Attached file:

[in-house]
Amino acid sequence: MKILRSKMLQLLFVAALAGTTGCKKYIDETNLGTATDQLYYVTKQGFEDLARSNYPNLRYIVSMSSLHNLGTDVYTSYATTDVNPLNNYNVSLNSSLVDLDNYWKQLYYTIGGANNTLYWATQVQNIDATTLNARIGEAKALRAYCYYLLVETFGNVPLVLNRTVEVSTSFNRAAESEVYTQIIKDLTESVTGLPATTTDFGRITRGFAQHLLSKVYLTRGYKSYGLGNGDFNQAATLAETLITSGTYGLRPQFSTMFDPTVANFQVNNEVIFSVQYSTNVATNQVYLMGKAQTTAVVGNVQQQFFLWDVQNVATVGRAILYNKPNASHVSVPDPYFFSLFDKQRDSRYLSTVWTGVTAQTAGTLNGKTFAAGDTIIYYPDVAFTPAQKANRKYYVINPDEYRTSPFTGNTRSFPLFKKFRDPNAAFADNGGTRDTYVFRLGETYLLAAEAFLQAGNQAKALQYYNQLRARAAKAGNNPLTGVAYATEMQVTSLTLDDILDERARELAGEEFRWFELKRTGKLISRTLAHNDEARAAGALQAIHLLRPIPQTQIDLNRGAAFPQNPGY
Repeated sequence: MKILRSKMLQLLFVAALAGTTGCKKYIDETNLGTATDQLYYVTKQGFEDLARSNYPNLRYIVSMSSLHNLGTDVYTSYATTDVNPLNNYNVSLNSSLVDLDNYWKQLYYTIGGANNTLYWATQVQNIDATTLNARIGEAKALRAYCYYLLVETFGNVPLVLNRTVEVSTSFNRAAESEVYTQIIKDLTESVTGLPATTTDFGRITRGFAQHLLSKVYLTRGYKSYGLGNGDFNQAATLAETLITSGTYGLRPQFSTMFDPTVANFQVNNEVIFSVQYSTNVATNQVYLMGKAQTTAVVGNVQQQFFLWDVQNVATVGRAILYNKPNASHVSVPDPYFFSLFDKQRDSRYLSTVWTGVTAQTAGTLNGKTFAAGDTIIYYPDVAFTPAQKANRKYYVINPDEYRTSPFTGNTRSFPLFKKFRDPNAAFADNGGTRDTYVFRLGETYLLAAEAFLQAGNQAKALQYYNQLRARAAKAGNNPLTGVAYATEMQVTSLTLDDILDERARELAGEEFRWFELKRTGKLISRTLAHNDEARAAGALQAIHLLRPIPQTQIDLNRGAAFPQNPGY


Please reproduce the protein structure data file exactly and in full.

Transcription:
[in-house]
Amino acid sequence: MKILRSKMLQLLFVAALAGTTGCKKYIDETNLGTATDQLYYVTKQGFEDLARSNYPNLRYIVSMSSLHNLGTDVYTSYATTDVNPLNNYNVSLNSSLVDLDNYWKQLYYTIGGANNTLYWATQVQNIDATTLNARIGEAKALRAYCYYLLVETFGNVPLVLNRTVEVSTSFNRAAESEVYTQIIKDLTESVTGLPATTTDFGRITRGFAQHLLSKVYLTRGYKSYGLGNGDFNQAATLAETLITSGTYGLRPQFSTMFDPTVANFQVNNEVIFSVQYSTNVATNQVYLMGKAQTTAVVGNVQQQFFLWDVQNVATVGRAILYNKPNASHVSVPDPYFFSLFDKQRDSRYLSTVWTGVTAQTAGTLNGKTFAAGDTIIYYPDVAFTPAQKANRKYYVINPDEYRTSPFTGNTRSFPLFKKFRDPNAAFADNGGTRDTYVFRLGETYLLAAEAFLQAGNQAKALQYYNQLRARAAKAGNNPLTGVAYATEMQVTSLTLDDILDERARELAGEEFRWFELKRTGKLISRTLAHNDEARAAGALQAIHLLRPIPQTQIDLNRGAAFPQNPGY
Repeated sequence: MKILRSKMLQLLFVAALAGTTGCKKYIDETNLGTATDQLYYVTKQGFEDLARSNYPNLRYIVSMSSLHNLGTDVYTSYATTDVNPLNNYNVSLNSSLVDLDNYWKQLYYTIGGANNTLYWATQVQNIDATTLNARIGEAKALRAYCYYLLVETFGNVPLVLNRTVEVSTSFNRAAESEVYTQIIKDLTESVTGLPATTTDFGRITRGFAQHLLSKVYLTRGYKSYGLGNGDFNQAATLAETLITSGTYGLRPQFSTMFDPTVANFQVNNEVIFSVQYSTNVATNQVYLMGKAQTTAVVGNVQQQFFLWDVQNVATVGRAILYNKPNASHVSVPDPYFFSLFDKQRDSRYLSTVWTGVTAQTAGTLNGKTFAAGDTIIYYPDVAFTPAQKANRKYYVINPDEYRTSPFTGNTRSFPLFKKFRDPNAAFADNGGTRDTYVFRLGETYLLAAEAFLQAGNQAKALQYYNQLRARAAKAGNNPLTGVAYATEMQVTSLTLDDILDERARELAGEEFRWFELKRTGKLISRTLAHNDEARAAGALQAIHLLRPIPQTQIDLNRGAAFPQNPGY